Not everybody stands to lose though. Older incumbents such as Airtel, Vodafone and Idea stand to gain a lot since they are the ones who have been in operation well before 2008 when Raja gave out the new 2G licences. Idea has not done too well in the new circles it had won and hence its loss of nine circles does not amount to much. These players will most likely bid for maximum circles when fresh auctions are held so as to expand their reach further. “The court has said the government must now get the market value of these licences,” said a visibly elated Subramanyam Swamy, who was one of the parties that challenged the 2G licence allocations in the court.

While the angst of players adversely affected by the judgement is understandable, the SC has, in one deft stroke, dispelled the fog and murkiness surrounding Raja’s 2G licence allocations. The court’s verdict has ensured that the law of the land prevails. It has sent out a strong message to both the industry and government that crony capitalism will not be tolerated and that corrupt business deals facilitated by a collusive government will be subjected to judicial scrutiny. Says Member of Parliament Rajeev Chandrashekhar, “This is the first time that there has been such a detailed judicial scrutiny of the licence issuing process. This judgment signals that the sector is finally open to only those investors and stakeholders who wish to invest, build and succeed by following the laid down rules and laws.” He adds that the judgement clarifies many policy confusions and also lays down the mammoth task of cleaning up and reorganising the sector over the next year or so. “This scrutiny and the judgement establishes the unambiguous basis for licence grants through auctions or market-based mechanism by the government today and in the future.”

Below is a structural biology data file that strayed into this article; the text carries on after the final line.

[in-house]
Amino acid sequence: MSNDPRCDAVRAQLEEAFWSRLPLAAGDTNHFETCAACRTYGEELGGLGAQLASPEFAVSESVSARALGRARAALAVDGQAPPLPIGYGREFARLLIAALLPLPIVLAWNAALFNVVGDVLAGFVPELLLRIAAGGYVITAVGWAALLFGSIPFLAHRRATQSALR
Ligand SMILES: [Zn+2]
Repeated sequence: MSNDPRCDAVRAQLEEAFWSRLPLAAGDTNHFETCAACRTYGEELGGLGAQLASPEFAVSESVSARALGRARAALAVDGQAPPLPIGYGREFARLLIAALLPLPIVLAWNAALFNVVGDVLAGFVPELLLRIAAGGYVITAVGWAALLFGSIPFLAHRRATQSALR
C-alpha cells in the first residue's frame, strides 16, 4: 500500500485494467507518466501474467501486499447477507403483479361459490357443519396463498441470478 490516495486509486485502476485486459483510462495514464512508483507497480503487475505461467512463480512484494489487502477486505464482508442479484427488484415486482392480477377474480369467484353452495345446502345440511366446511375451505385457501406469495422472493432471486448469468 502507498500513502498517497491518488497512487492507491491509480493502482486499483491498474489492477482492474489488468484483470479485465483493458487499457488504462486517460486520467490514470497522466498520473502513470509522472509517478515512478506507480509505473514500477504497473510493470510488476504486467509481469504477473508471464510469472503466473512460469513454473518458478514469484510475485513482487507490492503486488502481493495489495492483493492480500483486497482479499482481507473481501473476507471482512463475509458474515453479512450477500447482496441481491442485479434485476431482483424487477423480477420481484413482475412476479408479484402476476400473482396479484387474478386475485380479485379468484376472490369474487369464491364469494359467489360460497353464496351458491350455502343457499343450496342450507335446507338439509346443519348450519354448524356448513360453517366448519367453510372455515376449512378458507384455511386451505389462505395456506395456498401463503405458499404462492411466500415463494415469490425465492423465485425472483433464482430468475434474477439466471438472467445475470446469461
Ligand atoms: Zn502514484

In order to prepare the ground for a fresh round of 2G spectrum auction, the Telecom Regulatory Authority of India (TRAI) has come out with a pre-consultation paper. The regulator has also sought to allay fears of existing subscribers in circles where telecom licences of operators have been cancelled. According to TRAI, subscribers need not fear about their connections as they can port to other service providers in their respective circles. While the modalities for holding the auction are being worked out, the government expects the auction to fetch a revenue of about Rs 750 billion. However, following the cancellation of licences there is likely to be an overabundance of spectrum in the Indian market, which will ensure that prices remain low. Besides, incumbent operators have already paid through their noses for 3G and Broadband Wireless Access (BWA). These investments will take a long time to turn profitable. In such a scenario, it seems doubtful whether these service providers will warm up to participating in another round of auction. Moreover, the incumbents (whose licences have not been cancelled) have enough 3G spectrum which can be used to accommodate new subscribers. Says Rajan Mathews, Director General of the Cellular Operators Association of India (COAI), “I don’t think that kind of money is available with domestic players. That is why the government itself indicated that it will raise the FDI limit to 74%.” Just to ensure that his reasoning comes across more convincing, Mathews draws your attention to 12th Five Year Plan proposals for the telecom sector. “The preliminary numbers put out by the Planning Commission suggest Rs 6,500 billion as the outlay for rolling out various initiatives by government. They themselves admit that 80% of that would have to come from international sources.”